Subatomic Particles

The Large Hadron Collider at CERN

The Large Hadron Collider at CERN

Subatomic particles are the things that make up an atom. They are particles that are smaller than an atom. There are many subatomic particles including quarks, leptons, hadrons, bosons, and hadrons just to name a few. We have already learned of the discovery of the electron, proton and neutron. The majority of the other subatomic particles were discovered through experimentation with particle accelerators. Particle accelerators accelerate subatomic particles to nearly the speed of light and smash them into each other. Scientists gather data from these great collisions and try to identify other smaller subatomic particles. The newest subatomic particle to be identified is the Higgs Boson. In 1964 Peter Higgs proposed the theoretical existence of the Higgs Boson and it wasn’t until May 2013 that concrete experimental evidence was obtained to suggest its existence.

This web lesson will focus on the electron, proton and neutron.

Protons and neutrons are similar in their mass. Although their mass is very small, 1.67 x 10-24 g, it is huge compared to the mass of an electron which has a mass of 9.11 x 10-28 g. These numbers are so small that scientists decided to create a brand new unit that would make a little more sense. The created a unit called the Atomic Mass Unit. An atomic mass unit is defined as 1/12 the mass of a neutral carbon atom. Since carbon has exactly 6 protons and 6 neutrons, an atomic mass unit is equal the mass of one proton or one neutron. Since the electron is so small compared to the proton and neutron we can say it has of 0 amu. That’s right, the electron is so small we just say that it basically weighs nothing.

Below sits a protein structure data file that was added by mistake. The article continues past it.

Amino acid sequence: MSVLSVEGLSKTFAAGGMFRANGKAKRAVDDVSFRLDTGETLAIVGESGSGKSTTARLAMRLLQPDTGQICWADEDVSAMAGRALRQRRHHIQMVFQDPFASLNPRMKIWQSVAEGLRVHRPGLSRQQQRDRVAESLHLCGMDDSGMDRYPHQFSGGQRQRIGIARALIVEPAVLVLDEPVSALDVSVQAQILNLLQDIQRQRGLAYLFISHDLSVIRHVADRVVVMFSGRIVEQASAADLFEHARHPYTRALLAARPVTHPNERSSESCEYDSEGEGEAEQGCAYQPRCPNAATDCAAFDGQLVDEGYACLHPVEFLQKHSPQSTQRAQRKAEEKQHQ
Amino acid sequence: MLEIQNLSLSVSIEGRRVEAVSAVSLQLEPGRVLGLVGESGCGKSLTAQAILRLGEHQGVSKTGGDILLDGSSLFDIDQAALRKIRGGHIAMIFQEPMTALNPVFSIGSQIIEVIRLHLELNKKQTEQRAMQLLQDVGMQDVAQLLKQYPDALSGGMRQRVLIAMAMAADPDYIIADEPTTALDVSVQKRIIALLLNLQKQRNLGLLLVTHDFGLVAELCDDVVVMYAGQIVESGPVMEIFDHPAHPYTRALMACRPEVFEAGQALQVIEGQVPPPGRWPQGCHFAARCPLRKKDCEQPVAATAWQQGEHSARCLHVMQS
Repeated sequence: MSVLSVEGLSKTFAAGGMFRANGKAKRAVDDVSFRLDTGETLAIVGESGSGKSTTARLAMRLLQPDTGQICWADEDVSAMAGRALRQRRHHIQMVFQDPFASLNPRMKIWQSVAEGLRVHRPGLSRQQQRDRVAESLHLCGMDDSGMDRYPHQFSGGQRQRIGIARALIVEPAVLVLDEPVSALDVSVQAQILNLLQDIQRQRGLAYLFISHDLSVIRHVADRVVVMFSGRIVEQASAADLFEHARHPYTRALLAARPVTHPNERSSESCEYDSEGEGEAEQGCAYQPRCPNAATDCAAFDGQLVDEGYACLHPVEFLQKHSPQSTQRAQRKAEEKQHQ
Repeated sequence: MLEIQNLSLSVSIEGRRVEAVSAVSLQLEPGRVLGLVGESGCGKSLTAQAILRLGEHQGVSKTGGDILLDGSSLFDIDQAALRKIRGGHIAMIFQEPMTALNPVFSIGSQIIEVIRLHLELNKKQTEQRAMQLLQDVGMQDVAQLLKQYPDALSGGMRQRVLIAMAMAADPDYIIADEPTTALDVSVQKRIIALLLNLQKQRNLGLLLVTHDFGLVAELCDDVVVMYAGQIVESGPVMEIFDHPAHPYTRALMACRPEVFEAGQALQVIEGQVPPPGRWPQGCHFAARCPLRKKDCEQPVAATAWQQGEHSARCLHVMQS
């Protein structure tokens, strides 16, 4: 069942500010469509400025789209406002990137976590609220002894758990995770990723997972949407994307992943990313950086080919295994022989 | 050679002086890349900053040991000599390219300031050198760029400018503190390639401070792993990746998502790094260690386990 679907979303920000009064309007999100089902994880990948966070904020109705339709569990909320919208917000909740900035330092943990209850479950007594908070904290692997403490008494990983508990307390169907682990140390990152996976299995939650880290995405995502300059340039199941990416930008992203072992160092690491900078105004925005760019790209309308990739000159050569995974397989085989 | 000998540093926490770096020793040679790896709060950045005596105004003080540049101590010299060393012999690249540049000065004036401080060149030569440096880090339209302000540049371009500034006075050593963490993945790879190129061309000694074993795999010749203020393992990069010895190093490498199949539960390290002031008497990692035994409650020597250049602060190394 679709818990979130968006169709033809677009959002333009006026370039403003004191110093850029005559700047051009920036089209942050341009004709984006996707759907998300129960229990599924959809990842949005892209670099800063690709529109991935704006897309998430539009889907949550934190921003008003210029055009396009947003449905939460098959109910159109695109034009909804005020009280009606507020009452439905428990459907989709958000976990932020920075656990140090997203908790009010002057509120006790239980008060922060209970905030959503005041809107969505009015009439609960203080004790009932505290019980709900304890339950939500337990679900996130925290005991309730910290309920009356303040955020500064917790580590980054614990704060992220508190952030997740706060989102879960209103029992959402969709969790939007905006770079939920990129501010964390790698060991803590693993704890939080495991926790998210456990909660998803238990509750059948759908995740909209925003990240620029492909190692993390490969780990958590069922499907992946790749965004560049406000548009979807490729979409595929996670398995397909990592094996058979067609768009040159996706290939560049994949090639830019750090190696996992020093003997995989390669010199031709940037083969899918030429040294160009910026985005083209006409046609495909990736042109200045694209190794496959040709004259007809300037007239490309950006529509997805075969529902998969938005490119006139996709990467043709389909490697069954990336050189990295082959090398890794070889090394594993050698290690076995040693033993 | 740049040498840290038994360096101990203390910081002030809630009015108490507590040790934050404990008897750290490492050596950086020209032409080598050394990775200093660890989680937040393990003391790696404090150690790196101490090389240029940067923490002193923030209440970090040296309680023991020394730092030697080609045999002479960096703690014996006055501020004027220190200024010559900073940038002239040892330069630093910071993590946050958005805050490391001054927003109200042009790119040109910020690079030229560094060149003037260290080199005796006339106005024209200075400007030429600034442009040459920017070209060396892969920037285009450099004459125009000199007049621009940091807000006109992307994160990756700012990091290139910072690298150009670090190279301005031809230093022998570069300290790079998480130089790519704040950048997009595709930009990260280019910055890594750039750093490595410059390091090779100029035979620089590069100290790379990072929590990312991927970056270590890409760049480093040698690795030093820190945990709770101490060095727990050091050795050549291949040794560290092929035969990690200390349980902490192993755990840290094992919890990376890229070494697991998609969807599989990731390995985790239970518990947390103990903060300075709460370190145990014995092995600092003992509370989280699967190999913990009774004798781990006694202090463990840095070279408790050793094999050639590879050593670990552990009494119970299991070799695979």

J.J. Thomson discovered that the electron has a negative charge. Ernest Rutherford discovered that the proton has a positive charge. The neutron on the other hand has no charge.

subatomic particles

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